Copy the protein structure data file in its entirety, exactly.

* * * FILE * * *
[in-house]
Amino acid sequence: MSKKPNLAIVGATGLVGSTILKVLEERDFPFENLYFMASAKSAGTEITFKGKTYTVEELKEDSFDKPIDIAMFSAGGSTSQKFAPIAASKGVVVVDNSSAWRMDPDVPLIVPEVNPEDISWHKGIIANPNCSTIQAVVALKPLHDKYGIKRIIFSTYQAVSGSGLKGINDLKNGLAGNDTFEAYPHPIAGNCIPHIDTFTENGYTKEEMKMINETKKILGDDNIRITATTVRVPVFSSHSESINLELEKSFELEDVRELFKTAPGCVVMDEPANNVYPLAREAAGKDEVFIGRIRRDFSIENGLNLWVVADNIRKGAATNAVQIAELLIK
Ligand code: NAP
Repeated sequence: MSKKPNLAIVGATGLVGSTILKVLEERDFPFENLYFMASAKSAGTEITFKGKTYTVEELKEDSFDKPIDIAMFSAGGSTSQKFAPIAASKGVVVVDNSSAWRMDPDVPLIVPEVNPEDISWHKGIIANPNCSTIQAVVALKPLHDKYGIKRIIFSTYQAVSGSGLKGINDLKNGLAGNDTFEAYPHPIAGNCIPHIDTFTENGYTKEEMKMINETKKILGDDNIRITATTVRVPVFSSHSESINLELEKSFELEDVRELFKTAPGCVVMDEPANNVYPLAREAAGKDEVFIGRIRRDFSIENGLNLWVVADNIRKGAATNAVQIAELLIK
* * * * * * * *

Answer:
[in-house]
Amino acid sequence: MSKKPNLAIVGATGLVGSTILKVLEERDFPFENLYFMASAKSAGTEITFKGKTYTVEELKEDSFDKPIDIAMFSAGGSTSQKFAPIAASKGVVVVDNSSAWRMDPDVPLIVPEVNPEDISWHKGIIANPNCSTIQAVVALKPLHDKYGIKRIIFSTYQAVSGSGLKGINDLKNGLAGNDTFEAYPHPIAGNCIPHIDTFTENGYTKEEMKMINETKKILGDDNIRITATTVRVPVFSSHSESINLELEKSFELEDVRELFKTAPGCVVMDEPANNVYPLAREAAGKDEVFIGRIRRDFSIENGLNLWVVADNIRKGAATNAVQIAELLIK
Ligand code: NAP
Repeated sequence: MSKKPNLAIVGATGLVGSTILKVLEERDFPFENLYFMASAKSAGTEITFKGKTYTVEELKEDSFDKPIDIAMFSAGGSTSQKFAPIAASKGVVVVDNSSAWRMDPDVPLIVPEVNPEDISWHKGIIANPNCSTIQAVVALKPLHDKYGIKRIIFSTYQAVSGSGLKGINDLKNGLAGNDTFEAYPHPIAGNCIPHIDTFTENGYTKEEMKMINETKKILGDDNIRITATTVRVPVFSSHSESINLELEKSFELEDVRELFKTAPGCVVMDEPANNVYPLAREAAGKDEVFIGRIRRDFSIENGLNLWVVADNIRKGAATNAVQIAELLIK